How many times have you started out with a great topic and found it meandering down well-worn paths? If you think about how many books have been written over the ages, the probability that your particular story is fresh and unique is fairly low. That's not to say that a story cannot be interesting, and even contain new elements. But it's safe to say that there are redundancies in literature. It's a generalization to be sure, but one that rings true in some respects.
So how do you take your particular tale and break new ground? One problem I find myself encountering time and time again is this. I have a great idea for a story. I start writing it out, I get some portion of the way in, and then I start to struggle with avoiding becoming "one of the masses". After all, I want my story to be unique, but unlike alot of writers, I rarely know where my story is going to go after it leaves the starting gate.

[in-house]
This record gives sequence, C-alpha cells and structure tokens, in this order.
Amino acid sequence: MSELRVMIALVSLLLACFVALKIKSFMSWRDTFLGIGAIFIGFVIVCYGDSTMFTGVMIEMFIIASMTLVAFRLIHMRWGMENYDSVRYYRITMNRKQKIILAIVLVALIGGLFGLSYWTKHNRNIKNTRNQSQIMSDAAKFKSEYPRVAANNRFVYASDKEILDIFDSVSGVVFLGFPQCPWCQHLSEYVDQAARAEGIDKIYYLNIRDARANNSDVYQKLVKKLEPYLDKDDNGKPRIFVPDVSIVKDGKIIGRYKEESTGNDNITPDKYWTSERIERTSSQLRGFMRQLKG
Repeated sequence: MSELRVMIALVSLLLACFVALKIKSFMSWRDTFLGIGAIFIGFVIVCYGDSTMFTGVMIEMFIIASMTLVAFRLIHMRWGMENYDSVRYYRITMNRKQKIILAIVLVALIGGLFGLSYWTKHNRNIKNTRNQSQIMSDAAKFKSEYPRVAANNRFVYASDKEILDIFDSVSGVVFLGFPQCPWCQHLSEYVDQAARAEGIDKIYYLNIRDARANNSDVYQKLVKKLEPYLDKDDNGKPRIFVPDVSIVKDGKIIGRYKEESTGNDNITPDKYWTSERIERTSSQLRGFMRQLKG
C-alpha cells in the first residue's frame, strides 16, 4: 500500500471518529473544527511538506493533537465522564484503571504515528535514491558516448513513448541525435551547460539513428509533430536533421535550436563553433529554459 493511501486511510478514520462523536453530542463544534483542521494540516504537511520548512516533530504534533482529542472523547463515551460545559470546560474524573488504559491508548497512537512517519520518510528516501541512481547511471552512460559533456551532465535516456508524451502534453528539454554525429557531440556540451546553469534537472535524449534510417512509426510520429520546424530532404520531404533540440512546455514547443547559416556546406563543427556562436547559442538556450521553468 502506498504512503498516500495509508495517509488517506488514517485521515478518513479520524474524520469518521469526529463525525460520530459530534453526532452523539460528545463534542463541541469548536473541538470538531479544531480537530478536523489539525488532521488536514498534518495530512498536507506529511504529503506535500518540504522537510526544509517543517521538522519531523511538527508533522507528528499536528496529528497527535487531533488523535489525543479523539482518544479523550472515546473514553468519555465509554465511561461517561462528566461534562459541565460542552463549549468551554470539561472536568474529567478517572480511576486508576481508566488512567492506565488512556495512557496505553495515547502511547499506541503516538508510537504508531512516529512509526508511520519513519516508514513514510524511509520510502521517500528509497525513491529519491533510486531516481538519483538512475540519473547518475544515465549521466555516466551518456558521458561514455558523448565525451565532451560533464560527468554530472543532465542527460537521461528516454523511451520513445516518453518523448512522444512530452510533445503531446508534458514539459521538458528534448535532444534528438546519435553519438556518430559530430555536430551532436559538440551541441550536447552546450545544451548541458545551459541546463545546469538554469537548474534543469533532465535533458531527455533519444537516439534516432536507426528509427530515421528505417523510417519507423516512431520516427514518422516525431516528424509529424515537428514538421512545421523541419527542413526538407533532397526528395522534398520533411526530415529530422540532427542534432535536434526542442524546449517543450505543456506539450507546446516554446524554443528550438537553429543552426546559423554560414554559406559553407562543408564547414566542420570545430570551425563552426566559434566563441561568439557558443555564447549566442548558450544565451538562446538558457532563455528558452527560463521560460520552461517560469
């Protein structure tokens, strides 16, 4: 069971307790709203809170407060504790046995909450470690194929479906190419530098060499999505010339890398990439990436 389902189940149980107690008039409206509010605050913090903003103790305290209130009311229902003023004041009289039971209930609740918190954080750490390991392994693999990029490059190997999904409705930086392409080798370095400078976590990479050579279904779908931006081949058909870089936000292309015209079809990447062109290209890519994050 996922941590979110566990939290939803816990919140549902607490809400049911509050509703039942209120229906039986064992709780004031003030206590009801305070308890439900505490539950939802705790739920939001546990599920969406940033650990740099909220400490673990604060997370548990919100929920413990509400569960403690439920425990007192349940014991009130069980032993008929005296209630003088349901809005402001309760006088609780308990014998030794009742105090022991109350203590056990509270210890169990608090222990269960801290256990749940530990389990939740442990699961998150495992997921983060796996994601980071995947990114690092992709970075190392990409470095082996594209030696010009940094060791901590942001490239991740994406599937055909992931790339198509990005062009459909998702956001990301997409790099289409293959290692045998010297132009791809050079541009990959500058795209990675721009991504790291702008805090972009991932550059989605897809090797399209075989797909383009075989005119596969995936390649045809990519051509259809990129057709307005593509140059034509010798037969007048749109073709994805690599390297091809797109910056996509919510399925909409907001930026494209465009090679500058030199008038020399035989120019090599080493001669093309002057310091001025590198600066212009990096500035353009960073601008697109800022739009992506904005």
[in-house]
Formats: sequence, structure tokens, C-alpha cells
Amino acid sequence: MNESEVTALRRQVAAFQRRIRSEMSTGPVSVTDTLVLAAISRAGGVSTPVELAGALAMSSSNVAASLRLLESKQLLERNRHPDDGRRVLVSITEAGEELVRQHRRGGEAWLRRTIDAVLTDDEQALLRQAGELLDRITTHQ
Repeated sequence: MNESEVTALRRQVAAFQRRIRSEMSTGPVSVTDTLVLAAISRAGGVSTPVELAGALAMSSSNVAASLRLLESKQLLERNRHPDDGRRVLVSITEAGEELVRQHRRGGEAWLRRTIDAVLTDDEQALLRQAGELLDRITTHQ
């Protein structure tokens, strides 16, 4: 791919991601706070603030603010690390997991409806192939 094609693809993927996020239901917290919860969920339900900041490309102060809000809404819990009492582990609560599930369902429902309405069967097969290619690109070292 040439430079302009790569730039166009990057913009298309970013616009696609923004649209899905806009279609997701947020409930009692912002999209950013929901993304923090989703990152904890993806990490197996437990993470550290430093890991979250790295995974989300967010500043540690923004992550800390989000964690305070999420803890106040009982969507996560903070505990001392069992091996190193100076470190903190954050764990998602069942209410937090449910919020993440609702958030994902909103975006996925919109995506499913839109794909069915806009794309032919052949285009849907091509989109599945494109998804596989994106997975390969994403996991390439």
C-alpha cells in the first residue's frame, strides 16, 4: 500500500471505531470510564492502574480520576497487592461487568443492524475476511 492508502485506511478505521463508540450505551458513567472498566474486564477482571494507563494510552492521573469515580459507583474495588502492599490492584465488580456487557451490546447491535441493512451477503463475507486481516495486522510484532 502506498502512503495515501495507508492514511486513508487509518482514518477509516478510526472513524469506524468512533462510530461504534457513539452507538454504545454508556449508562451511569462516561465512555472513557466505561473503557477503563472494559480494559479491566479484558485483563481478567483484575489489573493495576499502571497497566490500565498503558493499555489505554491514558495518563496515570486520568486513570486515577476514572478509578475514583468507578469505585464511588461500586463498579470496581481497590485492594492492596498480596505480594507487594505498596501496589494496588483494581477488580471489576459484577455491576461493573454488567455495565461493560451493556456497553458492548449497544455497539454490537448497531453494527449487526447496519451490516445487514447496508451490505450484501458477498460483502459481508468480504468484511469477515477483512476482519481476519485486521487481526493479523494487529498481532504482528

We can even make this more simplistic than the grand view of a story. How do you avoid cliches in sentence structure, in turns of phrase? Do you edit as you go or do you just let the cliches fly across the page? I think it's probably quite difficult to avoid our own tendencies towards certain words, certain phrases. That's what makes writing so difficult (at least one of the aspects of writing, anyway). If anyone has exercises or advice on how they deal with this, I'm all ears.